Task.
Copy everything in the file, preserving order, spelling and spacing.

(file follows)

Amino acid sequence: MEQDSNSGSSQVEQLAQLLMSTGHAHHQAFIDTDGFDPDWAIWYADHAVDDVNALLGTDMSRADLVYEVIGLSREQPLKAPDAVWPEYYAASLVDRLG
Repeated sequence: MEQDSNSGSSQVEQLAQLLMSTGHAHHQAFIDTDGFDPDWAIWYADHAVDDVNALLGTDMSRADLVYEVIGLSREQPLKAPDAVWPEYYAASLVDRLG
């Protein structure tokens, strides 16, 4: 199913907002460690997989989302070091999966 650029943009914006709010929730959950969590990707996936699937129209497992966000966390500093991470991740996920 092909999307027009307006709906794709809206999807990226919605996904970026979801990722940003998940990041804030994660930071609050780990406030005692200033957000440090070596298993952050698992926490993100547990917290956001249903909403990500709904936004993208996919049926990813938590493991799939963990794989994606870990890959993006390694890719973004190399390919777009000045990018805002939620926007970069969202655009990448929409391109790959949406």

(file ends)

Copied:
Amino acid sequence: MEQDSNSGSSQVEQLAQLLMSTGHAHHQAFIDTDGFDPDWAIWYADHAVDDVNALLGTDMSRADLVYEVIGLSREQPLKAPDAVWPEYYAASLVDRLG
Repeated sequence: MEQDSNSGSSQVEQLAQLLMSTGHAHHQAFIDTDGFDPDWAIWYADHAVDDVNALLGTDMSRADLVYEVIGLSREQPLKAPDAVWPEYYAASLVDRLG
């Protein structure tokens, strides 16, 4: 199913907002460690997989989302070091999966 650029943009914006709010929730959950969590990707996936699937129209497992966000966390500093991470991740996920 092909999307027009307006709906794709809206999807990226919605996904970026979801990722940003998940990041804030994660930071609050780990406030005692200033957000440090070596298993952050698992926490993100547990917290956001249903909403990500709904936004993208996919049926990813938590493991799939963990794989994606870990890959993006390694890719973004190399390919777009000045990018805002939620926007970069969202655009990448929409391109790959949406």